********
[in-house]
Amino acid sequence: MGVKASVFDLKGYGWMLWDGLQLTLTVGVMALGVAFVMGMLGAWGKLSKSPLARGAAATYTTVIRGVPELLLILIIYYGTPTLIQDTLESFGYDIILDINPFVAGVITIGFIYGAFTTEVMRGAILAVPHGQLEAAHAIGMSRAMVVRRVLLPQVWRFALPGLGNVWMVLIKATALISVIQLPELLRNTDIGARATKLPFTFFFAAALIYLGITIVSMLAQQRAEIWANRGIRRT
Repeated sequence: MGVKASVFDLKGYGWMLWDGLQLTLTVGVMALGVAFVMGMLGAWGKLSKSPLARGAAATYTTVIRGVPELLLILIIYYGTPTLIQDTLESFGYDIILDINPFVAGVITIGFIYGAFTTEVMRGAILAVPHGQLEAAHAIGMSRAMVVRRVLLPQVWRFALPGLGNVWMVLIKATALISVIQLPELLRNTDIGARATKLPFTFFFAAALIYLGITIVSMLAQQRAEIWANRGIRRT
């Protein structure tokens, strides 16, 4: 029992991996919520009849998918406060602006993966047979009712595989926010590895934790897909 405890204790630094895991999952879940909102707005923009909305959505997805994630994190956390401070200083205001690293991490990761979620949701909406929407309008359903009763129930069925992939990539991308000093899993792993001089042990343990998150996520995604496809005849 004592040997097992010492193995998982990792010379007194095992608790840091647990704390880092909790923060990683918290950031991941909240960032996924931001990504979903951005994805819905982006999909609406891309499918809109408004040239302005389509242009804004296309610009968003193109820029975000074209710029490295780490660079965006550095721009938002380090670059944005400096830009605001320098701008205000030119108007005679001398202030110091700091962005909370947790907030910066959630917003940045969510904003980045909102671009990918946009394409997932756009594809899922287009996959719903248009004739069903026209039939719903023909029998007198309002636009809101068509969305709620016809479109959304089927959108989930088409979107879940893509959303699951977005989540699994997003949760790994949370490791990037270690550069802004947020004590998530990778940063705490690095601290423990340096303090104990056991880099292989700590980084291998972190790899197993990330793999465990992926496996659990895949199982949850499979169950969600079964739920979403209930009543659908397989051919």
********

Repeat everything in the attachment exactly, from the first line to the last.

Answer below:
[in-house]
Amino acid sequence: MGVKASVFDLKGYGWMLWDGLQLTLTVGVMALGVAFVMGMLGAWGKLSKSPLARGAAATYTTVIRGVPELLLILIIYYGTPTLIQDTLESFGYDIILDINPFVAGVITIGFIYGAFTTEVMRGAILAVPHGQLEAAHAIGMSRAMVVRRVLLPQVWRFALPGLGNVWMVLIKATALISVIQLPELLRNTDIGARATKLPFTFFFAAALIYLGITIVSMLAQQRAEIWANRGIRRT
Repeated sequence: MGVKASVFDLKGYGWMLWDGLQLTLTVGVMALGVAFVMGMLGAWGKLSKSPLARGAAATYTTVIRGVPELLLILIIYYGTPTLIQDTLESFGYDIILDINPFVAGVITIGFIYGAFTTEVMRGAILAVPHGQLEAAHAIGMSRAMVVRRVLLPQVWRFALPGLGNVWMVLIKATALISVIQLPELLRNTDIGARATKLPFTFFFAAALIYLGITIVSMLAQQRAEIWANRGIRRT
């Protein structure tokens, strides 16, 4: 029992991996919520009849998918406060602006993966047979009712595989926010590895934790897909 405890204790630094895991999952879940909102707005923009909305959505997805994630994190956390401070200083205001690293991490990761979620949701909406929407309008359903009763129930069925992939990539991308000093899993792993001089042990343990998150996520995604496809005849 004592040997097992010492193995998982990792010379007194095992608790840091647990704390880092909790923060990683918290950031991941909240960032996924931001990504979903951005994805819905982006999909609406891309499918809109408004040239302005389509242009804004296309610009968003193109820029975000074209710029490295780490660079965006550095721009938002380090670059944005400096830009605001320098701008205000030119108007005679001398202030110091700091962005909370947790907030910066959630917003940045969510904003980045909102671009990918946009394409997932756009594809899922287009996959719903248009004739069903026209039939719903023909029998007198309002636009809101068509969305709620016809479109959304089927959108989930088409979107879940893509959303699951977005989540699994997003949760790994949370490791990037270690550069802004947020004590998530990778940063705490690095601290423990340096303090104990056991880099292989700590980084291998972190790899197993990330793999465990992926496996659990895949199982949850499979169950969600079964739920979403209930009543659908397989051919």